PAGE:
Anyone find themselves unconsciously avoiding fiction with contemporary settings?
I understand what you mean, but not really.
I chalk it down to lacking the literary devices to tell drama in our own age (not that they don't exist), you gotta think that most stories are based around a great conflict or development, the ramifications of which aren't easy to discern when you're in the the middle of it.
That's sensible, though I suspect that in my case the reason is nothing less stupid than aesthetically associating great stories with a perceptibly gone-by period of time, or in some cases entirely made-up frames (which would include far science-fiction).
When I want escapism I do. When I want confrontationism I don't.
>aesthetically associating great stories with a perceptibly gone-by period of time, or in some cases entirely made-up frames (which would include far science-fiction).
This gives me an idea:
We like to think we would be the heroes in those foregone or future times, but it's pretty obvious, statistically speaking, that it wouldn't be the case. Meanwhile in our current era a single individual has a much bigger chance to start or tangentially be part of some world changing development; sure you're not going to dicovers continents or planets, but you can easily travel to and interact with almost any part of the planet; and you're not a cyborg (yet) or a wizard (yet), but knowledge and technology are more advanced and accesible than ever.
So aren't we enamored with the idea of being Great Men in those alien settings because we feel irrelevant in our overbearing world? We're all ready to fight in a world where right and wrong are clear, but isn't living in this world where everyone is human actually the braver thing to do? Doesn't losing to great demons pale in comparison to the constant possibility that you might unawarely kill billions with a click?
Am I not just puffing my chest?
I dislike books that feature cellphones. I think it's because I grew up reading things that were from before the cellphone era, and so reading books set in the present day, there's these present-day aspects that just feel pointless to have in books.
you're god damn right i am. now sucks. nothing exciting happens, it's all just "oh let me hop in my car and drive to the grocery store then come home to play LoL and eat powdered donuts." shit's boring.
nothing after the 1950s is worthwhile. nothing.
like any time period was ever any better
>oh let me hop in my car and drive to the drugstore then come home to play jazz records and drink a malted milkshake.
This mentality is growing. Progressives have destroyed the Western identity and values, and now we are searching for meaning in a meaningless world. It's unsurprising that the immigrants progressives imported into their consumerist and empty societies choose not to participate in Western culture and return to a meaningful pursuit. I think Muslims are the scum of the earth, the absolute filth, but I encourage them all to join ISIS and accelerate our eventual nuclear holocaust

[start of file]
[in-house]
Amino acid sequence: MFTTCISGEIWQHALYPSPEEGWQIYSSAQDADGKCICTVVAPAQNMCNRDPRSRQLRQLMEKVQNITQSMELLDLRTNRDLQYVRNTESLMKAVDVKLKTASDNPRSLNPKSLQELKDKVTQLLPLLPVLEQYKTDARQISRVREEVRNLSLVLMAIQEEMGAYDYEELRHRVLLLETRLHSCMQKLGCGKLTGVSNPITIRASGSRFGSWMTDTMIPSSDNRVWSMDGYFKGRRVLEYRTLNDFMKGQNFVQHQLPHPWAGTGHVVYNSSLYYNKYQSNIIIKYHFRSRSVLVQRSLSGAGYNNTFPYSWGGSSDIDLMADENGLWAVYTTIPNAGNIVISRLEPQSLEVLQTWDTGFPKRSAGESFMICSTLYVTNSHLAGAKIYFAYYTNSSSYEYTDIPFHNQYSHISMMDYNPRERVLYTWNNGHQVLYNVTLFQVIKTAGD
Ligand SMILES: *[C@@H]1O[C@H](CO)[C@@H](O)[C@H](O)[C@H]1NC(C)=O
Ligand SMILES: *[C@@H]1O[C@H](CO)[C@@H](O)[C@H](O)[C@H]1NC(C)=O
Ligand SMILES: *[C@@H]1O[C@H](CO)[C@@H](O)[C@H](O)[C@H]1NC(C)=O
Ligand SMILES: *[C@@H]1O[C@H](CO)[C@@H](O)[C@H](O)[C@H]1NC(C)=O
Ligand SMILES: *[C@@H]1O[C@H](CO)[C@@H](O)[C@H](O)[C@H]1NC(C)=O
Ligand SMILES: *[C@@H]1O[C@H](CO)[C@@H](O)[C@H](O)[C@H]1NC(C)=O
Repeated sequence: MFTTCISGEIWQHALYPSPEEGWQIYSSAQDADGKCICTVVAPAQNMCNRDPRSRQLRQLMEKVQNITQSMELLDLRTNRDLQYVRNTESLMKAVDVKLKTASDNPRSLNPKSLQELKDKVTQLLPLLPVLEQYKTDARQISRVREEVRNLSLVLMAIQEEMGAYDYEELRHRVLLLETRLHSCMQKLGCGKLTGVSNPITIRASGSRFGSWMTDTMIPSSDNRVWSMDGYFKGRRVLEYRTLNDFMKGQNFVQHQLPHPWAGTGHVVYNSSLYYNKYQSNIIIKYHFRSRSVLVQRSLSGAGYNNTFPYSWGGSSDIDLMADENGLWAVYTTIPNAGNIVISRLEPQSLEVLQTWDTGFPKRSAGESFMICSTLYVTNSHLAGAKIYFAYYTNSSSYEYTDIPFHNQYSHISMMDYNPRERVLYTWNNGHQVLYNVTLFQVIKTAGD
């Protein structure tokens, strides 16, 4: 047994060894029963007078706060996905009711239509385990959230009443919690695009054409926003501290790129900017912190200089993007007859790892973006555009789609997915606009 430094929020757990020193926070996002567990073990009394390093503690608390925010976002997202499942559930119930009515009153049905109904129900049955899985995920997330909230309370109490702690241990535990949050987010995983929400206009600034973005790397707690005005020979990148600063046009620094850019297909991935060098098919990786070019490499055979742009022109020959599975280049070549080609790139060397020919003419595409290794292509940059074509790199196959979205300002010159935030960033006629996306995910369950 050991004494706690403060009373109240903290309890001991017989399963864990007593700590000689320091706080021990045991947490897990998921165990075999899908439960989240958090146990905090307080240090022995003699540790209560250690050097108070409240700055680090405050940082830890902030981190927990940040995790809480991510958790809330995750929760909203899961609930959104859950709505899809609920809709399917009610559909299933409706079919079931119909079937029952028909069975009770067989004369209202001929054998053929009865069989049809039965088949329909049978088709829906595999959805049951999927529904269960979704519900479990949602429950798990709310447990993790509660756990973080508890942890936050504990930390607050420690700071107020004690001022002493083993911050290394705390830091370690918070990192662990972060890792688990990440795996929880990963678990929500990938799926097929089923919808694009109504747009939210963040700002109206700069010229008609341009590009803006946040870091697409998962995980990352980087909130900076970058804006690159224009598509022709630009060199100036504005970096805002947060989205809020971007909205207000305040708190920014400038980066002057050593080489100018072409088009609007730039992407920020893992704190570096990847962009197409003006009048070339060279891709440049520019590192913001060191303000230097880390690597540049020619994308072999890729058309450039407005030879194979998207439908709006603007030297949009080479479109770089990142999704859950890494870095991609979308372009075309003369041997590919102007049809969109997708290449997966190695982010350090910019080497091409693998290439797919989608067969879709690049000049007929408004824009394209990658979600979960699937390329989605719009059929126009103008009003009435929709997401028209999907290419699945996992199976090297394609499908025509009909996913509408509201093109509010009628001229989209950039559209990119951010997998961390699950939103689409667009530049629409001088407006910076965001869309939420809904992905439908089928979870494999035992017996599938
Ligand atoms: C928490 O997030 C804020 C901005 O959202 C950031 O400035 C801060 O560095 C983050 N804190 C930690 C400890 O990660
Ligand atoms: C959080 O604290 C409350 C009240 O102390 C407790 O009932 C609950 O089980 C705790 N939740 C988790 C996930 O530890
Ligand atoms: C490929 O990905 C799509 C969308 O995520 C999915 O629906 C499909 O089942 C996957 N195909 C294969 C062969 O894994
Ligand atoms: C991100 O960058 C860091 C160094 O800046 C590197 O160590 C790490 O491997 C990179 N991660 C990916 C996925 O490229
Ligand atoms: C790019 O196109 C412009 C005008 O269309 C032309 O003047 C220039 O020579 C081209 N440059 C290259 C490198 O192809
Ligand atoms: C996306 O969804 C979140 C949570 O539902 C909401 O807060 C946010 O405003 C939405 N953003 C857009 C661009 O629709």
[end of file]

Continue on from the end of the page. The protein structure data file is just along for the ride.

oh let me hop on my horse and ride to the town in the south, kill some turks and then impale them on stakes
literally the most based man in european history
i should add, he didn't kill and impale turks, he impaled them alive, the whole trick was to impale them in such a way that they would squirm for days. there's a whole science to it.
What exactly was so much better during the 50's compared to today?
Have you considered that it is you who is boring?
You're a fool. Western identity has always been based off of progressiveness.
I'm not mad at all. I'm genuinely curious. I enjoy both contemporary and classical fiction
shit just sucks now. about 10 years after the bombs fell, the world lost its innocents and descended in to callous satirism and cynicism. sincerity is dead, and the geniuses have not risen in my eyes. I am unsure that they will ever be born again.
He's a fucking legend.
As a deterrent to the greater Ottoman army he impaled 20,000 of their people on fucking spikes. A bunch of them were still living when the Sultan arrived, and they squirmed and cried out. The Turks were so demoralised seeing nothing but their countrymen tortured to death as far as the eye could see that they went home.
>never read Augustine
>thinks active Millenarianism is Christian
This. Having a meaningful fantasy (nationalism, religion, whatever) is nice, but it is in the end only a constructed and arbitrary answer to the inherent meaninglessness of life.
Either you adhere to one, either you build your own knowing it's bullshit, either you shit post memz on a Dutch, pigeon-relying, epistolary network.
I'm socially awkward and unable to create modern scenarios with the nuance of reality
It's much easier to mimic the speech of the 1350s or 1940s, because an audience cannot perceive my lack of realistic nuance in these settings.
>I can't feel for myself
>I cant make observations for myself
>I rely on interpretations provided for me by historians
you're kind of missing the point of expressing your observations. pretty much all expression is about what had been observed at that moment. but sometimes authors change up the setting to appeal to a more profitable audience. like instead of wandering home drunk from a night at the bar, they're drinking milk plus then wandering home. or taking soma. or whatever the fuck you want to substitute in because its not actually important which particular substance is being consumed because everyone can understand the depraved march to the store for a bag of gummie worms while gurning or whatever common human experience. lrn2archetype.